Isaiah 53:7 – “He was oppressed, and he was afflicted, yet he opened not his mouth; like a lamb that is led to the slaughter, and like a sheep that before its shearers is silent, so he opened not his mouth.”
As the middle child in a family with five children, I had my fair share of squabbles and disagreements. Being physically weaker than my siblings, I needed an arsenal that would counter the usual sibling rivalry battle strategies. I couldn’t win battles by slapping, poking, or hair pulling. I couldn’t outrun my adversaries. I knew that I would always be the last to reach my mother when all else failed. Yes, I was careful to pick my battles, and as I tried to avoid conflict, such battles were not many.
However, on the occasions that I would fight back, my weapons of warfare were deadly. Even at a young age, I knew how to manipulate the truth. I learned to wait until just the right moment to plant a pointed insult, and I knew how to finish off my opponent with a snide, sarcastic blow. My timing was impeccable. As a writer, I know the power of my words. I ask God to keep me on a short leash and I welcoming his warning when I am tempted to fall into such churlish behaviour as an adult.
Although I definitely was not always the innocent one as a child, there were a few occasions where I was falsely accused. One such time remains the object of much laughter in my family. It took place when I was six, and my younger brother was four. Injustice stung as I received a spanking for his crime. I did not go quietly into the night. My protests were as loud and clear as only a six-year-old girl could make them. “I didn’t do it! I’m the good kid, remember? Hey, wait a minute, this isn’t fair!” The thirst for sweet revenge overwhelmed me. Forgiveness toward my accuser was slow in coming, but eventually, I did forgive the little rascal.
As false accusations will come against you, learn how to deal with them.
At an alarming rate, Christians face false accusations in the media and the marketplace. People misunderstand our motivations and intentions. Pastors sermons are taken out of context and plastered across social media as evidence to prove the biblical unsoundness of their teaching. Elders give an innocent side-hug to a hurting member of the church and rumours of infidelity soon follow. When a pastor’s wife takes an active role in church life, she is labelled as a usurper of authority. If that wife takes employment outside the church to supplement her husband’s meagre income, people accuse her of being materialistic. A small group leader speaks a fitting word of praise to someone in their group; the recipient takes the encouragement as a patronising insult. Such is the life of many in ministry.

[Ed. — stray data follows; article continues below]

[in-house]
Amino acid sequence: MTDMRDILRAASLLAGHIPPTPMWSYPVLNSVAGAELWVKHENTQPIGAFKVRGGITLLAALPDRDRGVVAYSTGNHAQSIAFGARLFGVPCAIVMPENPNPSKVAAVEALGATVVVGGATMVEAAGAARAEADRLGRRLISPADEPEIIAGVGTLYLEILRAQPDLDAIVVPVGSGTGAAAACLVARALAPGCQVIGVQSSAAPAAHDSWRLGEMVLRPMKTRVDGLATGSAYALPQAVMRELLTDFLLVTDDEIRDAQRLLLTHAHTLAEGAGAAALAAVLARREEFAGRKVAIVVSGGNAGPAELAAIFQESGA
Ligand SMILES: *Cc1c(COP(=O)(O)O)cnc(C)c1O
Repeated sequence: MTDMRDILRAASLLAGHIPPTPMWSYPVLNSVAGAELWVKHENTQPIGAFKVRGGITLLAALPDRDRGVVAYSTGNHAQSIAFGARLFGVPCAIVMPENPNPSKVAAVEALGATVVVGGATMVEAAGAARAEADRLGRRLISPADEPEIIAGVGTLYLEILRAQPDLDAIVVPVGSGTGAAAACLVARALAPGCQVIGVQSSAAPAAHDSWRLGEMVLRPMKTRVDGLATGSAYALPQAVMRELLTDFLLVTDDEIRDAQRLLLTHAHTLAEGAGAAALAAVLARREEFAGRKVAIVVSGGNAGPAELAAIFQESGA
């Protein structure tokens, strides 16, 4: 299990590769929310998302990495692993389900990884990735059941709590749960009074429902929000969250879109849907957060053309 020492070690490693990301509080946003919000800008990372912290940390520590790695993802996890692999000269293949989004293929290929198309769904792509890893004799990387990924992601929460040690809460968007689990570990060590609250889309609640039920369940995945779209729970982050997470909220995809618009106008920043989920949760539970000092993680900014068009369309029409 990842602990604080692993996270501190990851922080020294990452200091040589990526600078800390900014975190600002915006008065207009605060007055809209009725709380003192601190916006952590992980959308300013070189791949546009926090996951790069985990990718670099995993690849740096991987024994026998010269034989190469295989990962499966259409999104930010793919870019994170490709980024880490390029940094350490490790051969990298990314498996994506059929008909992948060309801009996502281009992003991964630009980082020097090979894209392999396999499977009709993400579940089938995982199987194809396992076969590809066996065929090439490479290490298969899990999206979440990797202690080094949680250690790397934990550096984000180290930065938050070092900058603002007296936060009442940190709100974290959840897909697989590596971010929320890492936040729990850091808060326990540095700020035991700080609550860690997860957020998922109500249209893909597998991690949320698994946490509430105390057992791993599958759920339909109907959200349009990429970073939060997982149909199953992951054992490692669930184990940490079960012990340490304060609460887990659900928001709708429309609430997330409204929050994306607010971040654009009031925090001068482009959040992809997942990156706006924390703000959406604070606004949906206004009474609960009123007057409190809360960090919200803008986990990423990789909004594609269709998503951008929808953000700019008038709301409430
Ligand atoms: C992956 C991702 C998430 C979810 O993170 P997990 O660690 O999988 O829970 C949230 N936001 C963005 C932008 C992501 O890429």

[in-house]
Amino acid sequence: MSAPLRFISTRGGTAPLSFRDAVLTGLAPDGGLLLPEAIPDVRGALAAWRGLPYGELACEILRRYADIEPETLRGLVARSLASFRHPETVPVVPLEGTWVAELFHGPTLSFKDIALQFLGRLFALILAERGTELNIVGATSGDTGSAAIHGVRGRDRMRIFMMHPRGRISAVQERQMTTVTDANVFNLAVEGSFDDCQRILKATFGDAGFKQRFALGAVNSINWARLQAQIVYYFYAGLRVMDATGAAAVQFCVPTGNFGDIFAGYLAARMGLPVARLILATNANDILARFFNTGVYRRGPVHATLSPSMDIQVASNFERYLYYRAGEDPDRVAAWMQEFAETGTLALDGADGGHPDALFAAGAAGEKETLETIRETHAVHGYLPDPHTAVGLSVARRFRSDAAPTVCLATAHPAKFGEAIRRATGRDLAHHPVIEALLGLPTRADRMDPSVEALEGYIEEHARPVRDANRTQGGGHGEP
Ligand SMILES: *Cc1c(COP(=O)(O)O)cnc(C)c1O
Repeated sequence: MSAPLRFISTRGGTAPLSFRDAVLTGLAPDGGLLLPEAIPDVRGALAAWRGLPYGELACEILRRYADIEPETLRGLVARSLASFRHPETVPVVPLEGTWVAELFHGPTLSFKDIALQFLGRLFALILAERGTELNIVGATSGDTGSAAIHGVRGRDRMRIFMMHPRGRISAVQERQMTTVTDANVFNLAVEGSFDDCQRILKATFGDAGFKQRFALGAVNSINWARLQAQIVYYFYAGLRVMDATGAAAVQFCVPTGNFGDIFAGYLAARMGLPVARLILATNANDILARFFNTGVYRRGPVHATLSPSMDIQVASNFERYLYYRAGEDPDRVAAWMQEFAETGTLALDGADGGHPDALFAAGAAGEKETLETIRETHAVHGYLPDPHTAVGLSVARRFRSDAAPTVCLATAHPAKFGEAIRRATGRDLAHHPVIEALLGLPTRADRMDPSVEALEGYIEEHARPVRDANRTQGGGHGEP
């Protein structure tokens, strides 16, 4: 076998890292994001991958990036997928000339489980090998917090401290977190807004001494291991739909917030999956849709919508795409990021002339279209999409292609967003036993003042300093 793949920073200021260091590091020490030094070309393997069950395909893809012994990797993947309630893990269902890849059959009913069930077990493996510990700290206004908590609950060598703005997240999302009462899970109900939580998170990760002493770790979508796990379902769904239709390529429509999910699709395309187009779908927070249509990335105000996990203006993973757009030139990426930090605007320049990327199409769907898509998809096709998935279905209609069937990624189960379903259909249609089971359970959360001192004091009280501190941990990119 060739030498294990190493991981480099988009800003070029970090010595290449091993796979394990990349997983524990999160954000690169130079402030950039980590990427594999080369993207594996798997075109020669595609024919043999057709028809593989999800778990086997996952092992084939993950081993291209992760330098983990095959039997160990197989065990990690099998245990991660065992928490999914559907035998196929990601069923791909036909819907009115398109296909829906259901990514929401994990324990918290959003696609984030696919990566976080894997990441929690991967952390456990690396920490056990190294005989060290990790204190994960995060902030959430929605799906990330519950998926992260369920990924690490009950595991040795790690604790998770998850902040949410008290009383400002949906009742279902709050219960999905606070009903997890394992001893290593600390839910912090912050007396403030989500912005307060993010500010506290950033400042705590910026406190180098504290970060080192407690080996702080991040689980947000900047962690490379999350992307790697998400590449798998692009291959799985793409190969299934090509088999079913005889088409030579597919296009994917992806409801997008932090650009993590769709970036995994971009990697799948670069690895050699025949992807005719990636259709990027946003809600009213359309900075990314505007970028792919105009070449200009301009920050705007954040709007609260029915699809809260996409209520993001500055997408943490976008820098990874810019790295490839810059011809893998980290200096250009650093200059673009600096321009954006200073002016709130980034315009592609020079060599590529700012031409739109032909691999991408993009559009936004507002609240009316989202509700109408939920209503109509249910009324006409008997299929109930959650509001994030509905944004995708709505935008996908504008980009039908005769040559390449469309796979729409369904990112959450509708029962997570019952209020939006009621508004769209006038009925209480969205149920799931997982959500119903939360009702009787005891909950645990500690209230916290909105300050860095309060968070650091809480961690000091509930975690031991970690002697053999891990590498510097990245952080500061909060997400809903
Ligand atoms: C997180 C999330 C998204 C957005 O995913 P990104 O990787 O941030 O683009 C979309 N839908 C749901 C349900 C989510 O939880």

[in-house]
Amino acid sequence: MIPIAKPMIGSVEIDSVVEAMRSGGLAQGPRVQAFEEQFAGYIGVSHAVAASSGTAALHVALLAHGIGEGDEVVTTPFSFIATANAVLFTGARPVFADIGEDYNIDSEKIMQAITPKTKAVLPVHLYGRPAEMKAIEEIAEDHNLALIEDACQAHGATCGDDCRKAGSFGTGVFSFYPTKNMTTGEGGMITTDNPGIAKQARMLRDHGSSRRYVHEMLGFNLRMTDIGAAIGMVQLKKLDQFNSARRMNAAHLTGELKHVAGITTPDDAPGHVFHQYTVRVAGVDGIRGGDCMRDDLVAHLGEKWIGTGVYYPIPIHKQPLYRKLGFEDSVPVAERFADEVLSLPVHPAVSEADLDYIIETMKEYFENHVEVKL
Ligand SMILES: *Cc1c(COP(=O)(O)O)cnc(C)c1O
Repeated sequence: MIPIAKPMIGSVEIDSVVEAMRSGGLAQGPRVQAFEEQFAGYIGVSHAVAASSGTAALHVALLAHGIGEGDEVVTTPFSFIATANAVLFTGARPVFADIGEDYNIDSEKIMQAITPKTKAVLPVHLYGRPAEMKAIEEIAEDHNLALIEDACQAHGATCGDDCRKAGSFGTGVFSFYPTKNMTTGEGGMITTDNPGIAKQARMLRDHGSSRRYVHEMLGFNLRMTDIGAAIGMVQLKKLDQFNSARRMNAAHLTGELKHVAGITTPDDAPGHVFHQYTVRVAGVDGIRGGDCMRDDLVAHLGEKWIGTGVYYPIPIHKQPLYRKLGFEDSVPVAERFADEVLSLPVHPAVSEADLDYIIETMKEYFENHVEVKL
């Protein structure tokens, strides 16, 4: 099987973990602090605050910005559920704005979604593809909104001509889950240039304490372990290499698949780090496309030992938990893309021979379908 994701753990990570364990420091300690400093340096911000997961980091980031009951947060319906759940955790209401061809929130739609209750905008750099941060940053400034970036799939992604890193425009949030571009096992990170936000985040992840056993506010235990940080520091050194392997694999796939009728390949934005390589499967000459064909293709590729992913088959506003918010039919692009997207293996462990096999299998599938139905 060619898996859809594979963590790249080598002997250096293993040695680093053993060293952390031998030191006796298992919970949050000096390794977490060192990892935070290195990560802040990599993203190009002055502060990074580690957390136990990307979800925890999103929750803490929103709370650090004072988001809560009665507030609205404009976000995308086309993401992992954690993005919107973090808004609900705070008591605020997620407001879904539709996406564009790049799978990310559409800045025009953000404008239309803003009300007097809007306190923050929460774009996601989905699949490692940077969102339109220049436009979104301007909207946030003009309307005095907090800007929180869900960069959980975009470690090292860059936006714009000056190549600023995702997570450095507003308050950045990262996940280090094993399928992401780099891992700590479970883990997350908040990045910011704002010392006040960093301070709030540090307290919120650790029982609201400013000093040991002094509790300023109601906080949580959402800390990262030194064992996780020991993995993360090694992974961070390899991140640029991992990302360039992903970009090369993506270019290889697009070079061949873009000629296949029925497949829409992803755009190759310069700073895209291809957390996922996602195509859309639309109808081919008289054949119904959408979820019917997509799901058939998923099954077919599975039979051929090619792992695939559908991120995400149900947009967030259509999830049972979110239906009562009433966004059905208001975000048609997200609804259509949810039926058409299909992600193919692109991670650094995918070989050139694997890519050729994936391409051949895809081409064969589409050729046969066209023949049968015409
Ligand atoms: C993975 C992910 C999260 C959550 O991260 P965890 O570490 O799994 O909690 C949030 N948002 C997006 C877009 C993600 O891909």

At such times, it can be tempting to throw a six-year-old sized temper tantrum. “I didn’t do it! I’m the good kid, remember? Hey, wait a minute, this isn’t fair!” It’s all too easy to wallow in self-pity. We find it almost impossible to forgive.
It is natural to wince at the sting of injustice, and yet Jesus asks us to follow the example he set before us.
Amid horrible betrayal, false accusations and incredulous slander, Jesus didn’t defend himself. He didn’t stage a counter-attack against his accusers. When the rulers of the tribunal demanded that he speak, Jesus didn’t refute the charges brought against Him. Instead, He spoke the truth.
Matthew 26:62-64 – “And the high priest stood up and said, “Have you no answer to make? What is it that these men testify against you?” But Jesus remained silent. And the high priest said to him, “I adjure you by the living God, tell us if you are the Christ, the Son of God.” Jesus said to him, “You have said so. But I tell you, from now on you will see the Son of Man seated at the right hand of Power and coming on the clouds of heaven.”
And then… Jesus took it one step further. While hanging on the cross and in indescribable pain, Jesus did not call down legions from Heaven to smite His accusers. Quite the contrary. Summoning up the tiny bit of strength he had remaining, Jesus cried out to His heavenly Father. “Forgive them!” He relinquished his right for retribution, his future, and his very life into His Father’s hands. Our Saviour took his last breath free from unforgiveness, resentment, and bitterness.
“If I am perturbed by the reproach and misunderstanding that may follow action taken for the good of souls for whom I must give account; if I cannot commit the matter and go on in peace and in silence, remembering Gethsemane and the cross, then I know nothing of Calvary love.” – Amy Carmichael
God promises to battle on our behalf. But he can only do so when we relinquish our carnal weapons of self-defence. As we follow Christ’s example of forgiveness and relinquishment, the Balm of Gilead stands ready to heal our wounded hearts.
Be accountable to others if you know you fall into the traps of self-justification and self-defensive attitudes. Make sure they are people who love and respect you and who will speak the truth in a loving, affirming, yet honest way.
Choose to forgive and to move on when your words, actions, and motivations are misrepresented by others. Attempting to defend your heart against someone’s preconceived ideas about you will not end well usually. Love well, be authentic, be quick to apologise when you do mess up, and go on with your life.
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All Bible verses attributed to the ESV version unless otherwise indicated.
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Until Next Week,
©2020 Katherine Walden